CHEYENNE – On Sept. 11, 2001, Diane Moeller and Jackie Brand were working together at the telephone company on Yellowstone Road when they heard about the attacks.
Moeller said it was shocking to watch from across the country as the twin towers of the World Trade Center came down.
“I remember exactly where I was,” she said. “We brought TVs into the office upstairs and watched everything happen. ... (The ceremony) was emotional for us, because we know exactly where we were and how it felt.”
Moeller and Brand were among a crowd of people who gathered Saturday morning at the Wyoming State Capitol to mark the 20th anniversary of the Sept. 11, 2001, terrorist attacks. The Wyoming Veterans Commission, on behalf of the Wyoming Military Department and other state and local agencies, held a wreath-laying ceremony to pay tribute to the 2,977 men, women and children who died that day.
First responders, members of the military, Cheyenne residents and visitors alike assembled around the state seal in front of the Capitol. They observed moments of silence coinciding with American Airlines Flight 11 and United Airlines Flight 175 hitting the north and south towers of the World Trade Center, American Airlines Flight 77 crashing into the Pentagon, and the crash of United Airlines Flight 93 into an empty field near Shanksville, Pennsylvania.
Gov. Mark Gordon, Adjutant General Maj. Gen. Greg Porter, Wyoming Office of Homeland Security Director Lynn Budd and U.S. Sen. John Barrasso, R-Wyo., were among those present at the ceremony.
The Cheyenne All-City Children’s Chorus performed several songs, along with the Wyoming Fire Service Combined Pipes and Drums from Casper Fire-EMS Department and the Lander Fire Department.
Alex and Katie Chaney were both freshmen in high school on Sept. 11, 2001: Alex was in Spanish class, and Katie was in English class.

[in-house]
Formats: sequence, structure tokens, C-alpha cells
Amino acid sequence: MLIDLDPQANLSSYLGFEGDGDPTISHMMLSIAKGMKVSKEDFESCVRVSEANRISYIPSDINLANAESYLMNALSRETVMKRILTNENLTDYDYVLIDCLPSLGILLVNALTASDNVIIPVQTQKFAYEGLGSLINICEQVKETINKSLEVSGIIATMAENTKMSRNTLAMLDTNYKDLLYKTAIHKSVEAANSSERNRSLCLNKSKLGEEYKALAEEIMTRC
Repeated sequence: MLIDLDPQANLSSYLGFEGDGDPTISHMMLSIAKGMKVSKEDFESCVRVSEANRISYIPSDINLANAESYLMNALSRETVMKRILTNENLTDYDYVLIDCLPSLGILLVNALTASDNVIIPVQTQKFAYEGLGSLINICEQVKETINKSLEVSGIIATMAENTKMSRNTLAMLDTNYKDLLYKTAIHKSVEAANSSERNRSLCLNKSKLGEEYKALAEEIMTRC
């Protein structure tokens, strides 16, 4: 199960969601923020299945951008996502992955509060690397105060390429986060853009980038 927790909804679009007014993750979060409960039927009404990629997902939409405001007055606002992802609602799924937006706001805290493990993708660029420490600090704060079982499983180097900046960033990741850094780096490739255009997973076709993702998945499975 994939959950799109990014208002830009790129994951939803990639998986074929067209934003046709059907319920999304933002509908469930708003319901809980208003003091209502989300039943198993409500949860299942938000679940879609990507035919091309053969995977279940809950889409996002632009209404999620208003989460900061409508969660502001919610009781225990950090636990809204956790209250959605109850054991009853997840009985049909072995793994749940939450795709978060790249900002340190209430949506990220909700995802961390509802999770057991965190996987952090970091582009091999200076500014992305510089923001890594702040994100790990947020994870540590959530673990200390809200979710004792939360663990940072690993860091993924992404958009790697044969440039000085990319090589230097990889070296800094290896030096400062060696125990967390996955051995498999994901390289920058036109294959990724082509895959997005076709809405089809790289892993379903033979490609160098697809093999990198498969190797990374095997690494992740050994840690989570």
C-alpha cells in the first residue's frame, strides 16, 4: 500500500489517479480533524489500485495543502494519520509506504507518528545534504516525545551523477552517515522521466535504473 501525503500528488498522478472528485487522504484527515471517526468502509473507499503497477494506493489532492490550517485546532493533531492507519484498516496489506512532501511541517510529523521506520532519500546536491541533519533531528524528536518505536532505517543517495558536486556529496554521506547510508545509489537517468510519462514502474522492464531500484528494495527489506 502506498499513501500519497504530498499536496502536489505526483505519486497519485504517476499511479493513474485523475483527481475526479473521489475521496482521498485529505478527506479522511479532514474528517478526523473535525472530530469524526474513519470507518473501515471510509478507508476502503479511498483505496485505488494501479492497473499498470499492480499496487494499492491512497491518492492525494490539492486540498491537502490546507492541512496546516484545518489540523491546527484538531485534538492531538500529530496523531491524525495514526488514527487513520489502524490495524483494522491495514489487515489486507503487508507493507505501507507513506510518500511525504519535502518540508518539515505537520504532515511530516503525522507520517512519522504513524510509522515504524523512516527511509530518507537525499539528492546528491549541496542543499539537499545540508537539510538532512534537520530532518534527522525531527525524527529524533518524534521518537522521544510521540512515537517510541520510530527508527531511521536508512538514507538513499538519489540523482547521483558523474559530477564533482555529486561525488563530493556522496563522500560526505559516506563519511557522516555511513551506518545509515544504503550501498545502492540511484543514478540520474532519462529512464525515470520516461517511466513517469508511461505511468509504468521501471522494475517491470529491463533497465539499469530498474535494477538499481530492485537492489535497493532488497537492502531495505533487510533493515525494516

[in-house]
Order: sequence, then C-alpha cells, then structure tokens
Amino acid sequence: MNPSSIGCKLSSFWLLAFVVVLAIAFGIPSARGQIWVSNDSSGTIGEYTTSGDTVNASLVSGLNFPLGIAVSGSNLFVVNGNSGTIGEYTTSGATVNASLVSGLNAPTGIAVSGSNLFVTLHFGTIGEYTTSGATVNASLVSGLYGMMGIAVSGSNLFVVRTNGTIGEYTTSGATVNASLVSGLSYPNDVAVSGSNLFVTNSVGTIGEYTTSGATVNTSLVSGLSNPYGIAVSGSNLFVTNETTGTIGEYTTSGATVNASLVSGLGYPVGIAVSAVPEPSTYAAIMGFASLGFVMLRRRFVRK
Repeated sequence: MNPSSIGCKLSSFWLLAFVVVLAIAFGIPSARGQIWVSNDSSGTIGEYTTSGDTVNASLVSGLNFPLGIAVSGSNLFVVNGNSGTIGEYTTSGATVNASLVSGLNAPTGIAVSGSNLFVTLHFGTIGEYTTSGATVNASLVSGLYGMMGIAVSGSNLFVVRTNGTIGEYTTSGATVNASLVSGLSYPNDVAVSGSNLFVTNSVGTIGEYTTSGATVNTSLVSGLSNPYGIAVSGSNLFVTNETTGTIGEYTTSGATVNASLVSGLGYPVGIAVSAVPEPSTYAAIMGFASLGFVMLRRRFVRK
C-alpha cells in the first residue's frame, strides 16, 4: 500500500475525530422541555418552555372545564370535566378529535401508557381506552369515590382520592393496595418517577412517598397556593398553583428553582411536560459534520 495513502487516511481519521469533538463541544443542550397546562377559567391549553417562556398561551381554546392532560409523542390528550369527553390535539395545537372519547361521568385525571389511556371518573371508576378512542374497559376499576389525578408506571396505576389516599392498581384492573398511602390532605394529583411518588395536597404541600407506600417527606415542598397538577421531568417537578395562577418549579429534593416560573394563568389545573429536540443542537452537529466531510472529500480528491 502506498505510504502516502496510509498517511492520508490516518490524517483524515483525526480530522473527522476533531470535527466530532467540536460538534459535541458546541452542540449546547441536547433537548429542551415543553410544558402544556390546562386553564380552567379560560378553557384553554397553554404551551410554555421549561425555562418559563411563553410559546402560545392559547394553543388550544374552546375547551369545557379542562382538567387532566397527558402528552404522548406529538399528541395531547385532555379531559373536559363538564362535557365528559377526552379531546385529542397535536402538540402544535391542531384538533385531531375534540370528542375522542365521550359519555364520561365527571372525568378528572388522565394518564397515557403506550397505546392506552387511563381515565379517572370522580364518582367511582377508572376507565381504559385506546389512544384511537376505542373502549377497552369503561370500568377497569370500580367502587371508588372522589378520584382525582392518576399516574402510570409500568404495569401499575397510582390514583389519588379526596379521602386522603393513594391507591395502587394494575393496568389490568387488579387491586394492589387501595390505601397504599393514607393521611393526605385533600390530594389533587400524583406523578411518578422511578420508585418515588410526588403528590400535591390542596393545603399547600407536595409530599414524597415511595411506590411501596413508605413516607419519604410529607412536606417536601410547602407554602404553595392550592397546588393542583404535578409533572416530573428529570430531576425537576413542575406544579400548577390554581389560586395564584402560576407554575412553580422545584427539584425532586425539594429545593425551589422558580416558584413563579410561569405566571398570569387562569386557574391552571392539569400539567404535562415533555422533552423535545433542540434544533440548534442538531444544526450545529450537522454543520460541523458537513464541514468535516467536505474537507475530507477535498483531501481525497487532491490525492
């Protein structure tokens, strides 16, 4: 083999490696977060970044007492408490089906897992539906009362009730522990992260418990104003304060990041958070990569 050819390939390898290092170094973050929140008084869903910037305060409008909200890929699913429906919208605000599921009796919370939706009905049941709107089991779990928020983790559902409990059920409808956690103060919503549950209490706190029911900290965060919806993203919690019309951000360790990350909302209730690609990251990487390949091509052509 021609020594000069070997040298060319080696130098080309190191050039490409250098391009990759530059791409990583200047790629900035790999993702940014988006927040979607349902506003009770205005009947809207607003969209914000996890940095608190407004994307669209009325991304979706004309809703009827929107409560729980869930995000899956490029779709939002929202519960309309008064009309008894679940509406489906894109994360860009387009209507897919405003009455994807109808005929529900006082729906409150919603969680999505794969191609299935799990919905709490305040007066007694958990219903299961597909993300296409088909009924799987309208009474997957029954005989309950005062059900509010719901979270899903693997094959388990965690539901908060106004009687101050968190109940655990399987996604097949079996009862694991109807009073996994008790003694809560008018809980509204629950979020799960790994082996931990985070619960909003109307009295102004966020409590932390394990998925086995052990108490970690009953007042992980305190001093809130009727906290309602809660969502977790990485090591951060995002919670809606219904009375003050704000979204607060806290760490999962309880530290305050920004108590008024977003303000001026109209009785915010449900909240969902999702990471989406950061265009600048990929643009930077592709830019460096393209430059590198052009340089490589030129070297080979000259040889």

Alex later joined the Marine Corps. He was deployed to Afghanistan from October 2010 to April 2011, part of Operation Enduring Freedom.
The couple stopped by the ceremony with their young son, Logan, while traveling back to Missouri from a trip to Yellowstone. The family wanted to see the Capitol, but they also thought it was important to mark the day.
“It felt like something we needed to do,” Alex said.
Stationed at U.S. Army base Fort Campbell in Kentucky, Leetta Lathrop MacMillan had just returned from maternity leave when she learned about the Sept. 11 attacks.
“We turned on the TV, and she was nursing her newborn boy, and she was so afraid she was going to be called up ‘cause she had a brand new baby,” MacMillan’s mother said.
Twenty years ago, Cheyenne resident Jackie Tabor was working at the Wyoming State Library, just a few blocks from the Capitol.
For Tabor, getting up early for the ceremony was a small sacrifice to help memorialize the victims of the Sept. 11 attacks.
“I can give my time, because all of those people gave their time for us,” she said.